That morning he rushed down the street and missed his bus. He decided to call a taxi to make it to work. He worked in a cubicle, typing numbers into a computer eight hours a day for a five-figure salary. He remembered the cab ride was a heart-pounding race through the cities rush hour traffic. He arrived about four blocks from his office and decided to walk the rest of the way. His thoughts became cluttered quickly after this.
He stood in the hallway looking at the other five doors. The key that someone had given him was in his hand. He held the key, which was tied to a six-inch piece of white string. He let the key fall and caught it with the string. He swung the string around his hand and let it fall toward the ground. He held the key with his right hand and walked towards the door numbered three.
The third door was the only door with a painted number on it, the rest had metal numbers screwed on them with three screws. It was painted rather colorfully on a small piece of wood attached to the door with a simple nail. He pushed the key inside the door and opened it. The room was quite a bit bigger than the room behind the door numbered five. He found a small doorstop on the ground and pressed it beneath the door in the hallway.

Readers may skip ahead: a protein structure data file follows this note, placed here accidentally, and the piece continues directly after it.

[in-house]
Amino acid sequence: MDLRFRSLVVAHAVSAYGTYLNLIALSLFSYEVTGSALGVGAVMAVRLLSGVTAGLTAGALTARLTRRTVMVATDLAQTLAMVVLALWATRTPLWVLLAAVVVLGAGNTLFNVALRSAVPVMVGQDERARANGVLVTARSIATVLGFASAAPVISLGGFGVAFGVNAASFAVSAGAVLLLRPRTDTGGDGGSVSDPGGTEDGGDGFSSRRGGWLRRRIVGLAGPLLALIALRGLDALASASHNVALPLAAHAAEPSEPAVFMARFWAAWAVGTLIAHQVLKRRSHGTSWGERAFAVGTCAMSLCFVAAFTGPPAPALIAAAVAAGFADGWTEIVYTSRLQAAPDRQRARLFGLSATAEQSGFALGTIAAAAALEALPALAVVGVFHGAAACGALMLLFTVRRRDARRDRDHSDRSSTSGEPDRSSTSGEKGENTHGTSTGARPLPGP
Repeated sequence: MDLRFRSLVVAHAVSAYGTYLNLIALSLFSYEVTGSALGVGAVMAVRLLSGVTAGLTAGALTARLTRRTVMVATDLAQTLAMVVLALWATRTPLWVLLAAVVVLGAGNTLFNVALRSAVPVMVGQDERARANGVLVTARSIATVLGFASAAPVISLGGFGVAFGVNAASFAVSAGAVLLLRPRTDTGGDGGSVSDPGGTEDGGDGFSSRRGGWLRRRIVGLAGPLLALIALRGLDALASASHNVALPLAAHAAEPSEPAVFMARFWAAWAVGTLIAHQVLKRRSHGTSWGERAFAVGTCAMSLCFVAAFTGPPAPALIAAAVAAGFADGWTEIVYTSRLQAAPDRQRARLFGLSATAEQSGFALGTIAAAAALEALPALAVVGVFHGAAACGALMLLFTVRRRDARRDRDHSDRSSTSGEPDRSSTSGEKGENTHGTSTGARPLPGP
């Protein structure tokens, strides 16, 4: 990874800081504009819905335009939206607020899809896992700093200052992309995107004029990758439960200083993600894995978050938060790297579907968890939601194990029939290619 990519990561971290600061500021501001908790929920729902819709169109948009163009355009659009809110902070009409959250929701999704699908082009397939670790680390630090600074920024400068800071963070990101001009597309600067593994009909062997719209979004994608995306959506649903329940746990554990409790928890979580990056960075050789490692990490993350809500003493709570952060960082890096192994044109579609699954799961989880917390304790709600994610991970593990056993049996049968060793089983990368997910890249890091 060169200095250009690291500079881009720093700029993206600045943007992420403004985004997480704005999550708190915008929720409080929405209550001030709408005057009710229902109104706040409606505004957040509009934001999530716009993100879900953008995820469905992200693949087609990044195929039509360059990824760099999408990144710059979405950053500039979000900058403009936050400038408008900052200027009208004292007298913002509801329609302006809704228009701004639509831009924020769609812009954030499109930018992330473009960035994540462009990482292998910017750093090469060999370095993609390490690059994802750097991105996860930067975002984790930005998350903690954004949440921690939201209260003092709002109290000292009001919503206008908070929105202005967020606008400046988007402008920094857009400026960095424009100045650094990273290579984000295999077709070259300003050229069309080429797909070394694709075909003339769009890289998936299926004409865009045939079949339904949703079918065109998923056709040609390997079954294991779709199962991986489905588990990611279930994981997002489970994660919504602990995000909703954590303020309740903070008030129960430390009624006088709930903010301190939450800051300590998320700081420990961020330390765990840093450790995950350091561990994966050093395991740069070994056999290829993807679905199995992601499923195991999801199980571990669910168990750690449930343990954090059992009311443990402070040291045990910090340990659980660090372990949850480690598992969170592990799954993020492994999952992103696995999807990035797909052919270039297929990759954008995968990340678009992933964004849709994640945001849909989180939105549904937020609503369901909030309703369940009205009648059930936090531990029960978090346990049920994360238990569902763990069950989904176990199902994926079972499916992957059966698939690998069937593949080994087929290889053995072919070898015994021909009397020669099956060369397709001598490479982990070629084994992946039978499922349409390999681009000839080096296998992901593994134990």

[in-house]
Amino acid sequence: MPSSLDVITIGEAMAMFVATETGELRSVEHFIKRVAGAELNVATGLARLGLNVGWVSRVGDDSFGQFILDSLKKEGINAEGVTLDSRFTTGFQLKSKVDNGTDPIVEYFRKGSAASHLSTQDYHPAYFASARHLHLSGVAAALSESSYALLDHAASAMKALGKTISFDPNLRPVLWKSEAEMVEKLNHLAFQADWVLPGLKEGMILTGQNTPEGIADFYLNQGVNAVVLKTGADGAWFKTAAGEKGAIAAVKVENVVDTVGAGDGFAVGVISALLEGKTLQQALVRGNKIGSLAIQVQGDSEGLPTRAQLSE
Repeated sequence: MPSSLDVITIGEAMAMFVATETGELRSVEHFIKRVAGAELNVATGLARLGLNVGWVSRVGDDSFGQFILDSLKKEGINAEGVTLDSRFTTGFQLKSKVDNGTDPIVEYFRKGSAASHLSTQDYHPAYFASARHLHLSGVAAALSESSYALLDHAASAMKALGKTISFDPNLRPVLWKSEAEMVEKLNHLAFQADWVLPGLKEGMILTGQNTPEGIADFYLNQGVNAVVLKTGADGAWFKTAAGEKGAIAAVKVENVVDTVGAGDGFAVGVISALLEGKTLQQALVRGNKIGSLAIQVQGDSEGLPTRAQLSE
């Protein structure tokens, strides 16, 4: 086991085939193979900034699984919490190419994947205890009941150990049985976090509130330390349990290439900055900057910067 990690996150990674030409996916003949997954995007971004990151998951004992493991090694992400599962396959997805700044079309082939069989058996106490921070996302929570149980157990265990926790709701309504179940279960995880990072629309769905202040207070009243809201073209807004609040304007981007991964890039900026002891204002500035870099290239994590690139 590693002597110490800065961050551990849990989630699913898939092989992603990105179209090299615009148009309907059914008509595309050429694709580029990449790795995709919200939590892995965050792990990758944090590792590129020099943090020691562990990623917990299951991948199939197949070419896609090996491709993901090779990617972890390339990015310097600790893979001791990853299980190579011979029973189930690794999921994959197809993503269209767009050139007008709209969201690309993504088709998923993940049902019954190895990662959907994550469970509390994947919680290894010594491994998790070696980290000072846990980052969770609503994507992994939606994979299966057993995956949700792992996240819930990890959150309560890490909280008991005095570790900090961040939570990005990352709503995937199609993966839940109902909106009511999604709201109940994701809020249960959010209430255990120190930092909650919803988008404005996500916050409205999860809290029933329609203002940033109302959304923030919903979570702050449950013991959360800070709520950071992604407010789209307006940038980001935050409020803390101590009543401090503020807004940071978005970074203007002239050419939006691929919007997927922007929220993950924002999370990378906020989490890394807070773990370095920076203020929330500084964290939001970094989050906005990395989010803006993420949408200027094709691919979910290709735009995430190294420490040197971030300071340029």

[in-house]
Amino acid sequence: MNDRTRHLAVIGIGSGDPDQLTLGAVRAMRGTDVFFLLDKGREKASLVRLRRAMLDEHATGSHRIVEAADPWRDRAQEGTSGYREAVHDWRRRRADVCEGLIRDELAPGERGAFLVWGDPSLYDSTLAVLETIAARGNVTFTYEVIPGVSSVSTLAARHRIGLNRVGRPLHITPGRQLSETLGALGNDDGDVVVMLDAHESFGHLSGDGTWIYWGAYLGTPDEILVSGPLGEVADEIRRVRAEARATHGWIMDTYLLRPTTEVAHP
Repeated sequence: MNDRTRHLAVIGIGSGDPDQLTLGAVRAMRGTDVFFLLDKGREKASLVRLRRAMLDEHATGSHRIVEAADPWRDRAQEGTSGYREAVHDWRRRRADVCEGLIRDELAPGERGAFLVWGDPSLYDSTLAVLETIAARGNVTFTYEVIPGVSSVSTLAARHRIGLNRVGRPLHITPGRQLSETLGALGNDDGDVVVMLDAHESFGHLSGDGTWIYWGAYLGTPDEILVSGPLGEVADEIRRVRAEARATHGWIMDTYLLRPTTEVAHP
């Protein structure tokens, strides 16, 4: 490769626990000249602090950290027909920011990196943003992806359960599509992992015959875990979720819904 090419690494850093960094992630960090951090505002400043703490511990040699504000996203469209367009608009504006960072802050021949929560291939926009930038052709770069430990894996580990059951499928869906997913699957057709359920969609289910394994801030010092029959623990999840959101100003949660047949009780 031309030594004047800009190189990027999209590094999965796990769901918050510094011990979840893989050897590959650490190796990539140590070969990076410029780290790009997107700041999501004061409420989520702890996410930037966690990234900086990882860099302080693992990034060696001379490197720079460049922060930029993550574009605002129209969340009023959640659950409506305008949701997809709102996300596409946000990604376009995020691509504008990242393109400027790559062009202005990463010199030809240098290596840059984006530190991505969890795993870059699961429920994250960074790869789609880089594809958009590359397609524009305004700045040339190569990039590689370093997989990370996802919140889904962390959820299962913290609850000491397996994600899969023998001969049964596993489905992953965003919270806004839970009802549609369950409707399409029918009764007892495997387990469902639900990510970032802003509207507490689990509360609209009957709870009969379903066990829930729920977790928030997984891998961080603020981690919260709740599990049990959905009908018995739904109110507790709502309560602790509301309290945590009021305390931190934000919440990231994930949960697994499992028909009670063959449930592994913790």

There was a white light switch in this room and he clicked it on. The walls were unfinished with apparent framing around the sides of the room. Behind the wall frames were the same sort of red bricks he found in the room with the large fan. Hanging off the framing in the room were a variety of red and green puppets. They were various kinds of soft plush animals that could be manipulated to act rather funnily.
This moment terrified Ernie for a moment. He waited before he looked at the puppets further. There were eight on either side of the room. They hung from the framing with their hands or by fishing line. In the center of the room at the back he saw a regular human looking ventriloquist dummy. It sat motionless on a chest. The chest was wooden with metal trimmings that seemed to be bronze. There was a screwdriver on the chest as well.
Not regularly being a man of much adventure, Ernie was quite worried about his new place in the world. He walked into the strange, puppet filled room and moved the ventriloquist dummy to the side of the chest and placed it on the ground. He tried to open the chest and it seemed locked. He pulled the key out of his pocket and tried to open the chest with his only key. It opened and he lifted the lid.